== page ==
Poet Feature - May 2021

I grew up with not only the most beautiful coastline in the UK on my doorstep, but with narrow streets seeped in literature as I bear the name of Daphne DuMaurier's best selling book, Rebecca. Foweys beaches and history were footsteps away and after more than a decade as a long haul flight attendant based at Heathrow living near Gatwick airport I now work for a charity supporting those with sensory loss in a fundraising role. ​

Searching for #poetry on instagram I came across Open Door poetry and was drawn to your core statement "Your words matter." At a moment of fear the right words, at the right time, can comfort more than anything; something I have really thought more and more about in recent years for a whole variety of reasons. ​

I am 'new' to poetry in many ways; in other ways I've had a lifetime of introductions and have taken the opportunity of lockdowns to delve further into discovering and utilising some moments of creativity as they arise and attempting to write some poetry of my own. I think the last time I really did this was many years ago at school when I read one of my poems at our poetry evening. ​

In 2016 I was diagnosed with Breast Cancer and to deal with, manage, face, approach, and cope with cancer at any age, and any stage in life is tough. Cancer Is life changing, massively impacting and alters your direction and focus, and quite frankly is a massive bloody inconvenience and upheaval. All the medical words enforce change, direction and focus with scans, operations and drugs with 5 pages of side effects. Coping with cancer during a worldwide pandemic without the simplest of support such as a face-to-face chat over a cup of tea makes it nearly impossible and takes many of us to new breaking points. ​

Yet Impossible becomes possible in a pandemic, when there is no other choice. ​

After the Manchester attack in 2017 Tony Walsh aka 'longfella' read the emotive poem 'This is the place'. Something in his delivery made me search for more poetry. At that moment it seemed so much that words really mattered and translated to hundreds witnessing and many thousands watching on television what that familiar city overflowing with culture was really feeling in a way no news journalist could. ​

Search to enjoy 'This is the place' :

Shine cancer support is a charity which provides peer support (on zoom at the moment) to any young adults in the UK in their 20's, 30's, 40's with any cancer and I volunteer with Shine Sussex. Through Shine I was invited to take part in the BBC Radio 4 poetry pharmacy, an opportunity to be prescribed a poem by William Sieghart CBE and founder of National Poetry Day to soothe the soul. Trust me, it was so much more comforting than any medication! William listened and prescribed the last verse of the simply beautiful poem 'New every morning' by Susan Coolidge, and encouraged me to read this out loud when moments of anxiety hit - something I'd recommend for anyone to try and let me know how you get on at @cancerpoet on instagram!  ​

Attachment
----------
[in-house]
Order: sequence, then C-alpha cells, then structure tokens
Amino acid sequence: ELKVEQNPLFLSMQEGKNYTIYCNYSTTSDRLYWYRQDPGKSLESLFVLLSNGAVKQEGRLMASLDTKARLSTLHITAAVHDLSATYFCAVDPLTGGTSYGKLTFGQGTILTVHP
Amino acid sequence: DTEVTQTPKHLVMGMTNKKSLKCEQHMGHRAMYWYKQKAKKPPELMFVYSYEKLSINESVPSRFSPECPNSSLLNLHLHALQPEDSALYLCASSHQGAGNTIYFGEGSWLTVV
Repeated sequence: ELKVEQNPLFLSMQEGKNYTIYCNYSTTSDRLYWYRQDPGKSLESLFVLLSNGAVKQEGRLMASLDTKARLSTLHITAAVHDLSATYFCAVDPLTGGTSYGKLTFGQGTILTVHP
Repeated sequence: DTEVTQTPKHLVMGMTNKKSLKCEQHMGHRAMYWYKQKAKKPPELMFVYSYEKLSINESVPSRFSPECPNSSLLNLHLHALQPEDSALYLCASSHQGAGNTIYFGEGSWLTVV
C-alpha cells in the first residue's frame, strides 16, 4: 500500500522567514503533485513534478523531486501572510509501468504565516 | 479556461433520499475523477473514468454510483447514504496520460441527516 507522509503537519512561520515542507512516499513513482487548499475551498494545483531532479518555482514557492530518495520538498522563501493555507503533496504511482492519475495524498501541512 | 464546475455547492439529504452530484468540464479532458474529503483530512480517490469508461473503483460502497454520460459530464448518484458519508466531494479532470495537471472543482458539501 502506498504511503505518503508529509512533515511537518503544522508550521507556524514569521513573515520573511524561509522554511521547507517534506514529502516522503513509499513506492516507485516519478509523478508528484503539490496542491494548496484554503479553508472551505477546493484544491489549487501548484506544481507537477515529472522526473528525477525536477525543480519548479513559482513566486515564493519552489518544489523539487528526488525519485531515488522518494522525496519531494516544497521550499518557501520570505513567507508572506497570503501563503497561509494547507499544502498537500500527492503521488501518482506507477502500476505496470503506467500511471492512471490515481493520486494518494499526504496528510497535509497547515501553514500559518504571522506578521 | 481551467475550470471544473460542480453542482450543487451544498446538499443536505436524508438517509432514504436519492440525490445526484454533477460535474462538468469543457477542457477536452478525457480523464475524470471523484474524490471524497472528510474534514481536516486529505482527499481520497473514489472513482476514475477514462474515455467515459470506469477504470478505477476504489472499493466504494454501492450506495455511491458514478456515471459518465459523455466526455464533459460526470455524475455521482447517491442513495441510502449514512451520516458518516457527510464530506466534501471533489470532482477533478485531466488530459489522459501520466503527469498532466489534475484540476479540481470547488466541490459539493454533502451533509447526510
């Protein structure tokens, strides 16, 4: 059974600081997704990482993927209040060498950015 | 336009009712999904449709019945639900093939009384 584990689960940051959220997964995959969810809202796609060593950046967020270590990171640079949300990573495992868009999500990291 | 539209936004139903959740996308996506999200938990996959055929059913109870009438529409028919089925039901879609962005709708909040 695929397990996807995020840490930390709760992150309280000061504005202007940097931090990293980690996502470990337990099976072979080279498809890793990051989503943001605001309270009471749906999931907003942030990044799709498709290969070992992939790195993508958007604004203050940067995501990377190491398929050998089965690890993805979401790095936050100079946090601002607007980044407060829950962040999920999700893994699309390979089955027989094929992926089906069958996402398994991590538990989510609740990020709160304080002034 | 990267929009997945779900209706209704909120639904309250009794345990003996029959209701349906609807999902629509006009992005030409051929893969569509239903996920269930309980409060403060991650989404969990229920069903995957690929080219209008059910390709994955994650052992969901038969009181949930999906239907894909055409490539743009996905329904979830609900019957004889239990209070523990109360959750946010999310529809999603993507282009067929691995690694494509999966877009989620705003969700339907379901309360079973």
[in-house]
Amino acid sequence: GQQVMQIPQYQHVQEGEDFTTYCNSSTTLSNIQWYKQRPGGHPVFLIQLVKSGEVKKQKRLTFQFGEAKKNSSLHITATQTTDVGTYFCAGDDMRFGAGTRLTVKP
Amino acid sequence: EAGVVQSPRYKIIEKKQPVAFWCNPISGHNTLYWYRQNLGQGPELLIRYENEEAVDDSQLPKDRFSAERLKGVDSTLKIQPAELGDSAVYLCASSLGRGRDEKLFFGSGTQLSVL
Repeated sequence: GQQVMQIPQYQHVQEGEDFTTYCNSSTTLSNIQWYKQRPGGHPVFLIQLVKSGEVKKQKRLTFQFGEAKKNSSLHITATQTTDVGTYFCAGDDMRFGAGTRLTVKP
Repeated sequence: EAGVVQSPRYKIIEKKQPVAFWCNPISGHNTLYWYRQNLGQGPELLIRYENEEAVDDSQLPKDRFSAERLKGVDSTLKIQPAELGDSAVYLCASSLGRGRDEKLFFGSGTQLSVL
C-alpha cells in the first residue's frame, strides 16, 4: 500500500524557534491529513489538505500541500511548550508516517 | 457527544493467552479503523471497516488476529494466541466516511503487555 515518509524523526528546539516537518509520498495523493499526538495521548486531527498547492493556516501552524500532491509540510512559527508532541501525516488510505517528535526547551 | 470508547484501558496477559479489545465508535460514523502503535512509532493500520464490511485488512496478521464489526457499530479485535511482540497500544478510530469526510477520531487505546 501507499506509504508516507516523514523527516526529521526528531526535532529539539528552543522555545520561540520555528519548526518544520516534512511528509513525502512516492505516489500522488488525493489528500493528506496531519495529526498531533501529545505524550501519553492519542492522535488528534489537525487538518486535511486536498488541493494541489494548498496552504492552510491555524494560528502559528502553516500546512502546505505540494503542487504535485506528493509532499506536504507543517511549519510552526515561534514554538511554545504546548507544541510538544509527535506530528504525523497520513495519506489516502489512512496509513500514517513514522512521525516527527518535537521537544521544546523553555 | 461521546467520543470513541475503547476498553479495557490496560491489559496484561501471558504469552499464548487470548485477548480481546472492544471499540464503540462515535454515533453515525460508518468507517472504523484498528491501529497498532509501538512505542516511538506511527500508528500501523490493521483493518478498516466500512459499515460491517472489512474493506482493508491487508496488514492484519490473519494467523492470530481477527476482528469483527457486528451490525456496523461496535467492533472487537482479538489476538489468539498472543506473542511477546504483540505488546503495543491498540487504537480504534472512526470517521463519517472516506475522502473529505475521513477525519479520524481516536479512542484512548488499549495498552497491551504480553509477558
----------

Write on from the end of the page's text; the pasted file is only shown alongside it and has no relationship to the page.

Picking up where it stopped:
Wouldn't it be wonderful if in this troubled world we all had someone to prescribe us a poem which would so perfectly fit and soothe each difficult moment? ​

After the Poetry Pharmacy was broadcast in January 2020 and Covid 19 led to lockdown I turned to the wonderful book 'The Poetry Pharmacy' and decided to start my page @cancerpoet. So I am a poetry newbie, but excited to know there is a new place where words so clearly matter. I have witnessed time and time again how language can positively impact approaching the cancer rollercoaster. For most people with any life altering heath matter saying something, however awkward you feel, is better than saying nothing. Sending a supportive message in a poem could be just the words which will really matter. ​

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If life is an everlasting circle, what happens when cancer gets chucked in? ​

There’s an interruption in the flow, even just hearing the word makes you stop. ​

The ripples of cancer, in my experience: stop, start, flow, adjust and change that circle of supposed life. ​

It pushes against everything you thought you knew, had planned, hoped and expected. ​

Life with cancer is still life, even if it’s damaged, changed, shrunken, and been ​

forced in a totally different direction. If life with cancer is still life then maybe the ​

circle of life will be like water and always find a way past and back to continue and flow once more. 


My friend died last week, and someone on Facebook wrote that she lost her battle,​

and I almost hit delete.​

There is no battle, no armor, no war,​

Just a knowledge that we have really been here before.​

Watching a friend fade away, knowing that will be me one day, makes things more​

real, more surreal, more believable than any other day.​

Death is closer, and we grieve in our own way.​

After you have sat across from a friend and shared chats, coffee and cakes and​

watched them slip to someone with a beating heart asking should I buy the shoes​

or will I be dead before I can wear them?​

It’s surreal and wrong and no cancer fighting language changes that and life for​

those taking part goes on.​